[133363] Removed product specific mentions from Web tools doc.
diff --git a/docs/org.eclipse.wst.webtools.doc.user/META-INF/MANIFEST.MF b/docs/org.eclipse.wst.webtools.doc.user/META-INF/MANIFEST.MF
index 85561b6..587f6f2 100644
--- a/docs/org.eclipse.wst.webtools.doc.user/META-INF/MANIFEST.MF
+++ b/docs/org.eclipse.wst.webtools.doc.user/META-INF/MANIFEST.MF
@@ -2,7 +2,7 @@
 Bundle-ManifestVersion: 2
 Bundle-Name: %pluginName
 Bundle-SymbolicName: org.eclipse.wst.webtools.doc.user; singleton:=true
-Bundle-Version: 1.0.1.qualifier
+Bundle-Version: 1.0.2.qualifier
 Bundle-Vendor: %providerName
 Bundle-Localization: plugin
 Eclipse-AutoStart: true
diff --git a/docs/org.eclipse.wst.webtools.doc.user/topics/cpdjsps.html b/docs/org.eclipse.wst.webtools.doc.user/topics/cpdjsps.html
index e14e150..86c3c74 100644
--- a/docs/org.eclipse.wst.webtools.doc.user/topics/cpdjsps.html
+++ b/docs/org.eclipse.wst.webtools.doc.user/topics/cpdjsps.html
@@ -20,7 +20,7 @@
 <div><p>The JavaServer Pages technology enables you to generate dynamic web content,
 such as HTML, DHTML, XHTML, and XML files, to include in a Web application.
 JSP files are one way to implement server-side dynamic page content. JSP files
-allow a Web server, such as WebSphere<sup>&reg;</sup> Application Server or Apache Tomcat,
+allow a Web server, such as Apache Tomcat,
 to add content dynamically to your HTML pages before they are sent to a requesting
 <p>When you deploy a JSP file to a Web server that provides a servlet engine,
diff --git a/docs/org.eclipse.wst.webtools.doc.user/topics/cwservbn.html b/docs/org.eclipse.wst.webtools.doc.user/topics/cwservbn.html
index 1e4c23b..b398768 100644
--- a/docs/org.eclipse.wst.webtools.doc.user/topics/cwservbn.html
+++ b/docs/org.eclipse.wst.webtools.doc.user/topics/cwservbn.html
@@ -25,7 +25,7 @@
 the server can send the request information to a servlet, so that the servlet
 can construct the response that is sent back to the browser.</p>
 <p>Just as applets run on a Web browser and extend the browser's capabilities,
-servlets run on a Java-enabled Web server, such as the WebSphere<sup>&reg;</sup> Application Server and extend
+servlets run on a Java-enabled Web server and extend
 the server's capabilities. Because of their flexibility and scalability, servlets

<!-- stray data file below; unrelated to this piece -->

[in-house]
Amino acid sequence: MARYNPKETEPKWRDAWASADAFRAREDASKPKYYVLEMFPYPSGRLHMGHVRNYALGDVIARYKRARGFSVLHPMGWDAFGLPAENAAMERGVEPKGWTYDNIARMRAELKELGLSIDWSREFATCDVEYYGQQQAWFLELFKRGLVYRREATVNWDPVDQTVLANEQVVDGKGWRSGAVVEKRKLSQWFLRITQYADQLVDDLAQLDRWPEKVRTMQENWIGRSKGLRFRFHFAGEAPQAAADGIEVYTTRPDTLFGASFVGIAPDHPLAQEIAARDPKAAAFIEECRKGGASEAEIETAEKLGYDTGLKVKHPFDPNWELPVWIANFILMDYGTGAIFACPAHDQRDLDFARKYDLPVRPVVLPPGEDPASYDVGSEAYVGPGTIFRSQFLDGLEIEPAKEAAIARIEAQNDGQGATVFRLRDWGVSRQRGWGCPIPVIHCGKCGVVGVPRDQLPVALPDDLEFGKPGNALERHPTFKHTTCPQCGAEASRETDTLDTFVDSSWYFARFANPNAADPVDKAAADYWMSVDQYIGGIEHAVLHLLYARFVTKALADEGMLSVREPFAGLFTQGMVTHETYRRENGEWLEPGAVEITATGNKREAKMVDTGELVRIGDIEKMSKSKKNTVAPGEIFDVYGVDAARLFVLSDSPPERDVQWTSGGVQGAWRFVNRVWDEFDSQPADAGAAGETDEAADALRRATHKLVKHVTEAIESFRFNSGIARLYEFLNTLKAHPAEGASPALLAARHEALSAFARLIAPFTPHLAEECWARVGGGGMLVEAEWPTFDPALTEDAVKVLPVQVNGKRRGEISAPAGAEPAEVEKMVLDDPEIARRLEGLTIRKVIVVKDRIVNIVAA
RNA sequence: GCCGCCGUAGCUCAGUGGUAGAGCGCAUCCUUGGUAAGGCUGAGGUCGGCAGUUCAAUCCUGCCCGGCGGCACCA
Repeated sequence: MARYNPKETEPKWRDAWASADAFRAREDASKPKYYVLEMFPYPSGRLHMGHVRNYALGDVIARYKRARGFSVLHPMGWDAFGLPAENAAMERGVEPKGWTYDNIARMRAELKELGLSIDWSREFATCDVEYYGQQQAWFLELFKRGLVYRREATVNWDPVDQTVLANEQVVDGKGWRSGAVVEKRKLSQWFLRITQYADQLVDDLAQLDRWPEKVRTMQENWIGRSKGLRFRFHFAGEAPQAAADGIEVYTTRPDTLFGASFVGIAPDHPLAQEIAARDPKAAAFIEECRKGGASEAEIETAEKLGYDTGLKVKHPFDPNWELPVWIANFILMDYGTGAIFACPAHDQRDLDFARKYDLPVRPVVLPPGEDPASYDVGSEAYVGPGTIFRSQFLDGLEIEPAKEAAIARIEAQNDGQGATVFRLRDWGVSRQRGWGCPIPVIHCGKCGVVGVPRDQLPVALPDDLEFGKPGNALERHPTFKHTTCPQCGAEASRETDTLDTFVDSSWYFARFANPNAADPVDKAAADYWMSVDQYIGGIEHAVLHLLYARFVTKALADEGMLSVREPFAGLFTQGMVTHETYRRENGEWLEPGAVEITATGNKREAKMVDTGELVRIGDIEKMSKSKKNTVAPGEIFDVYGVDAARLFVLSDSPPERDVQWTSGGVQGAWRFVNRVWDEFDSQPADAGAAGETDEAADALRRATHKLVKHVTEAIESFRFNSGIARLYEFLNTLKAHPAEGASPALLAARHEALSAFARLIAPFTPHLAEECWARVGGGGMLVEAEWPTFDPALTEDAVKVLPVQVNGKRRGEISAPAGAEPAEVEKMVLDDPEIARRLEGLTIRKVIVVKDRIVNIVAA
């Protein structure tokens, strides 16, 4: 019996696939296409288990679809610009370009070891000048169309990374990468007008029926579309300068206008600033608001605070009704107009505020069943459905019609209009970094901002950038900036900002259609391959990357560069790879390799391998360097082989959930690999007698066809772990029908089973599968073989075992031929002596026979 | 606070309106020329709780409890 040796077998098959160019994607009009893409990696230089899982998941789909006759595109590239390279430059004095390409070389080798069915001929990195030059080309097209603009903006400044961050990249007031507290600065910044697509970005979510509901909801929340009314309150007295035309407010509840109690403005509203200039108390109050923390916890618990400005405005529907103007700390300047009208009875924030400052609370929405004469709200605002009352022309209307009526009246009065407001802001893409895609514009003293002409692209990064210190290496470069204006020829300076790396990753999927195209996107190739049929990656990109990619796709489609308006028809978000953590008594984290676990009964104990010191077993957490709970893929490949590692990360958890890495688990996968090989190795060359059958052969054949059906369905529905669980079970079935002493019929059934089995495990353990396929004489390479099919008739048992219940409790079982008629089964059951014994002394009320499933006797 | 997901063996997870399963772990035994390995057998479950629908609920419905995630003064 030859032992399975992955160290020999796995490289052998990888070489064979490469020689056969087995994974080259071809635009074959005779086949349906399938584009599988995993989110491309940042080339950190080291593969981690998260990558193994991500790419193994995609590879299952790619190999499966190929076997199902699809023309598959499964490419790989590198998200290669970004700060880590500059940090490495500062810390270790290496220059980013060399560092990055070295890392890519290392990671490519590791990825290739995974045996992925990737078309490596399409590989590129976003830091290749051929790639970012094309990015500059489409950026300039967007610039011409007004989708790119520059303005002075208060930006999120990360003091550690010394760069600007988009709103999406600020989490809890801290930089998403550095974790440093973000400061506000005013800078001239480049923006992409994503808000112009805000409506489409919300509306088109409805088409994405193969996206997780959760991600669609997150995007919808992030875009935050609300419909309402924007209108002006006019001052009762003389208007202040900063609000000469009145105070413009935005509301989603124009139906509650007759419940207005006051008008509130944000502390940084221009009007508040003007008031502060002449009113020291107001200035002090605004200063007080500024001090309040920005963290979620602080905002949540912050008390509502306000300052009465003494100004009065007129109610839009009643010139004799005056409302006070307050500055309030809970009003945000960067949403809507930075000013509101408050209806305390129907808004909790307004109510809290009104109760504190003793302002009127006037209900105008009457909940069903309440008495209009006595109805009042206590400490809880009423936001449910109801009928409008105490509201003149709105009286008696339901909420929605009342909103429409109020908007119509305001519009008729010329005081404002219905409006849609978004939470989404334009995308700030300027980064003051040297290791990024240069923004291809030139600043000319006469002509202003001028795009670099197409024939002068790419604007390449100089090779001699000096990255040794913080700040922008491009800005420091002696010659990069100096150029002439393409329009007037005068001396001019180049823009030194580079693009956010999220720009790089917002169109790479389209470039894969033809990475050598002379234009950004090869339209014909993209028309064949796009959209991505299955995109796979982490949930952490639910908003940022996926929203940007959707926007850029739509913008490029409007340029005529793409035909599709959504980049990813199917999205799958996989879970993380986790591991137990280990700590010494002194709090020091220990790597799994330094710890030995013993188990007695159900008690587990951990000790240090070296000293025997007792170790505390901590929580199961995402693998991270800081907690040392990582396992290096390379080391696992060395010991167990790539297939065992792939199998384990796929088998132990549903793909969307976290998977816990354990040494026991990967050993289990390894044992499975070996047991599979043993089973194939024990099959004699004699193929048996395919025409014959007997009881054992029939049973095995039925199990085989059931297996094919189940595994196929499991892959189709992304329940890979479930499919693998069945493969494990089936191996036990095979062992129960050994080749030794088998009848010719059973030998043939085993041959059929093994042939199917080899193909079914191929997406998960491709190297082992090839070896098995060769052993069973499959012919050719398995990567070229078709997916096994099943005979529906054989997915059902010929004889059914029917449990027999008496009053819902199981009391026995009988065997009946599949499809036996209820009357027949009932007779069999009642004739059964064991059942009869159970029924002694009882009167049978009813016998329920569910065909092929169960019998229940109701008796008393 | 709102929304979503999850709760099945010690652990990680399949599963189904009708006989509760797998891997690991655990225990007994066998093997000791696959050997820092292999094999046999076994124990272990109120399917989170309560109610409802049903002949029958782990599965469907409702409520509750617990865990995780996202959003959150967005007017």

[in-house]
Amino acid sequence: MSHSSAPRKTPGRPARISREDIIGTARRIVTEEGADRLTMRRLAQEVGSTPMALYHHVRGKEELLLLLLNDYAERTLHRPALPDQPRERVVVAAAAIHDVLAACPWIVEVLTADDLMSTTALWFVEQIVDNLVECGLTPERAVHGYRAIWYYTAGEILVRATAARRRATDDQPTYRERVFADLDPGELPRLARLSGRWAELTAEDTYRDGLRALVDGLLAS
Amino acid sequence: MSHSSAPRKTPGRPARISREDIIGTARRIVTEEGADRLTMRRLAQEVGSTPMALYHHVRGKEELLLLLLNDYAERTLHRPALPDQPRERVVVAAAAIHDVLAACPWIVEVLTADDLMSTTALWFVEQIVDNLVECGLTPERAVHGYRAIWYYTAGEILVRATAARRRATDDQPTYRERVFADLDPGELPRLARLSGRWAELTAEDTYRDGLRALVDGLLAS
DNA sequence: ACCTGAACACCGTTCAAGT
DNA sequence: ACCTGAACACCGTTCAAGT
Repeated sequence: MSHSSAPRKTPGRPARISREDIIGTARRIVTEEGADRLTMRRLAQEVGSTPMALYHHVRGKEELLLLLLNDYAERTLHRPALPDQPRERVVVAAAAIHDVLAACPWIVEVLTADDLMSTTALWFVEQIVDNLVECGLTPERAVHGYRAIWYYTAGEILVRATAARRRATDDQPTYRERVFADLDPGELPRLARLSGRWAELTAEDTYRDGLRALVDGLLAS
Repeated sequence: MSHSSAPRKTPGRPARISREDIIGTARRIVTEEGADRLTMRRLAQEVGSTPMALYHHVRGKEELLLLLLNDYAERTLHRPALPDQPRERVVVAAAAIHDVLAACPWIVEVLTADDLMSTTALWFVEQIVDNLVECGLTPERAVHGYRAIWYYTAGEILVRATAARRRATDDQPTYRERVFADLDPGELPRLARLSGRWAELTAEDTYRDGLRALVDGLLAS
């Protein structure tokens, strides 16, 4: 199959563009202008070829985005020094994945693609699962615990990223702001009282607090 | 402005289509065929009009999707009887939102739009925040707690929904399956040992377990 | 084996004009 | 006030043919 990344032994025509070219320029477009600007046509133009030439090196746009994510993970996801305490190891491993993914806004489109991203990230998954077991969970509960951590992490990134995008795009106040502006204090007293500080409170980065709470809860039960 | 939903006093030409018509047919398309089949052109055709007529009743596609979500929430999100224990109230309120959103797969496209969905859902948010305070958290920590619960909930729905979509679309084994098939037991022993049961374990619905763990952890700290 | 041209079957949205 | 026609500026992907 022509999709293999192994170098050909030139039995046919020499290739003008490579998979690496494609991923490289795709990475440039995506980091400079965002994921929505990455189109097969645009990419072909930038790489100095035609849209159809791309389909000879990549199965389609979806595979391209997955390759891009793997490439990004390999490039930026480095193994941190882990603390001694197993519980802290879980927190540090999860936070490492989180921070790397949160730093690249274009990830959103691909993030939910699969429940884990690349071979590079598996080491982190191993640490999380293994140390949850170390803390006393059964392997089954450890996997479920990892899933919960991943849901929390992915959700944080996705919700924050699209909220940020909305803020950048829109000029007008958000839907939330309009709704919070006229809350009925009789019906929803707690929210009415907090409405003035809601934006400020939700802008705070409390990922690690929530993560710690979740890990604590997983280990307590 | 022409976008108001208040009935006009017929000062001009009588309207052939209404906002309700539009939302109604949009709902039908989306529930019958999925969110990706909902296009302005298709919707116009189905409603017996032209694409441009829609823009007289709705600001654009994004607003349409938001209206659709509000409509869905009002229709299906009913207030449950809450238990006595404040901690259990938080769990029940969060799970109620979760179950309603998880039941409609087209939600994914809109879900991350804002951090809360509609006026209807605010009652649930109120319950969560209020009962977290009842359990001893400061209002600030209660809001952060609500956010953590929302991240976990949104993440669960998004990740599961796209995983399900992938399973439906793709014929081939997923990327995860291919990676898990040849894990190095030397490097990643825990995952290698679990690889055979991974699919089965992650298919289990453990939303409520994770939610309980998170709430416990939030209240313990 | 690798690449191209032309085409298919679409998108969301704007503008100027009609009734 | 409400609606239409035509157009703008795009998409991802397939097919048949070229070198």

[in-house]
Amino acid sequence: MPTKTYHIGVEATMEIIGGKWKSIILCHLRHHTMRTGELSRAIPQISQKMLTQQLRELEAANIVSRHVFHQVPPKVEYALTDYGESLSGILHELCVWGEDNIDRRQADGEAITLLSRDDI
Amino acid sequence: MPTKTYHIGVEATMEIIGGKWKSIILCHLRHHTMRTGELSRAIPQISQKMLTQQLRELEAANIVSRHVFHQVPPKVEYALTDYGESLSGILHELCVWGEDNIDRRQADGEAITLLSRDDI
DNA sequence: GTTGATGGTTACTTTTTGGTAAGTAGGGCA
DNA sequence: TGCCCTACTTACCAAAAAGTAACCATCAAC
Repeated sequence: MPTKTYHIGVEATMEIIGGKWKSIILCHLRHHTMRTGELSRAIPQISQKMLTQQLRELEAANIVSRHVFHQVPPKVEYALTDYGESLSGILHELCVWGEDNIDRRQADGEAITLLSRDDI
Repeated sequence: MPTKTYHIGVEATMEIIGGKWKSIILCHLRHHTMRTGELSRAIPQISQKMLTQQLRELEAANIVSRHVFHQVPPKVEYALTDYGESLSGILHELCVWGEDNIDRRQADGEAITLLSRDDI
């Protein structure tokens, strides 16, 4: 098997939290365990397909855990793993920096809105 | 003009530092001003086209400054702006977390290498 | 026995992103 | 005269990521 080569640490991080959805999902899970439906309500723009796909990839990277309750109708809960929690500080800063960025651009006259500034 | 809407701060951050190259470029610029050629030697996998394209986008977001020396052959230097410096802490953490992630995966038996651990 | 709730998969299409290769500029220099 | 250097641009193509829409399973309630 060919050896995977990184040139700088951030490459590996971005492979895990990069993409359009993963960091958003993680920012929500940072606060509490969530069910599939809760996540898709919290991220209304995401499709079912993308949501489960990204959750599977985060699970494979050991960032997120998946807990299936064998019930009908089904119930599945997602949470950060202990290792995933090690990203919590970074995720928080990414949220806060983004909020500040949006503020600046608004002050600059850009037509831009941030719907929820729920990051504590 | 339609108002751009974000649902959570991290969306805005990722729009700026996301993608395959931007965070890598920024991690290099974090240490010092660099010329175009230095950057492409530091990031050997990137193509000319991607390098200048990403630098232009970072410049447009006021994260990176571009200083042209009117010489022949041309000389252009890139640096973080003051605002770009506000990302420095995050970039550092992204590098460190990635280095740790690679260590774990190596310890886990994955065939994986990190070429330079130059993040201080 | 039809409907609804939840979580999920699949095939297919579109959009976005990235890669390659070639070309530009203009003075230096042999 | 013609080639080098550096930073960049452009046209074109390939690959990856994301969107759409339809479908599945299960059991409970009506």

are commonly used to enable businesses to connect databases to the Web.</p>
 <div class="p">Although a servlet can be a completely self-contained program, you can
diff --git a/docs/org.eclipse.wst.webtools.doc.user/topics/twplib.html b/docs/org.eclipse.wst.webtools.doc.user/topics/twplib.html
index 8dbdebd..62e883b 100644
--- a/docs/org.eclipse.wst.webtools.doc.user/topics/twplib.html
+++ b/docs/org.eclipse.wst.webtools.doc.user/topics/twplib.html
@@ -23,18 +23,12 @@
 that contains your Web project, if they are in the Web project's build path,
 and avoid the need to explicitly copy these JAR files into the project's lib
 folder before you publish the Web application to a server.</p>
-Web Library projects are supported only when testing in the WebSphere test
-environment or remotely publishing to a WebSphere<sup>&reg;</sup> Application Server. After
-these associations are made, you must restart and republish the server for
-the changes to take effect.</p>
 <p>To set up these associations:</p>
 <ol><li class="stepexpand"><span>Right click on a Web project and select <b>Properties</b> from
 the pop-up menu.</span> </li>
 <li class="stepexpand"><span>Expand <b>J2EE Module Dependencies</b></span></li>
-<li class="stepexpand"><span>Click <b>Web Libraries</b></span></li>
-<li class="stepexpand"><span>Set up your associations in the Web Libraries window</span></li>
+<li class="stepexpand"><span>Set up your associations in the J2EE Module Dependencies window</span></li>
 <li class="stepexpand"><span>Click <span><b>OK</b></span> when you are done.</span></li>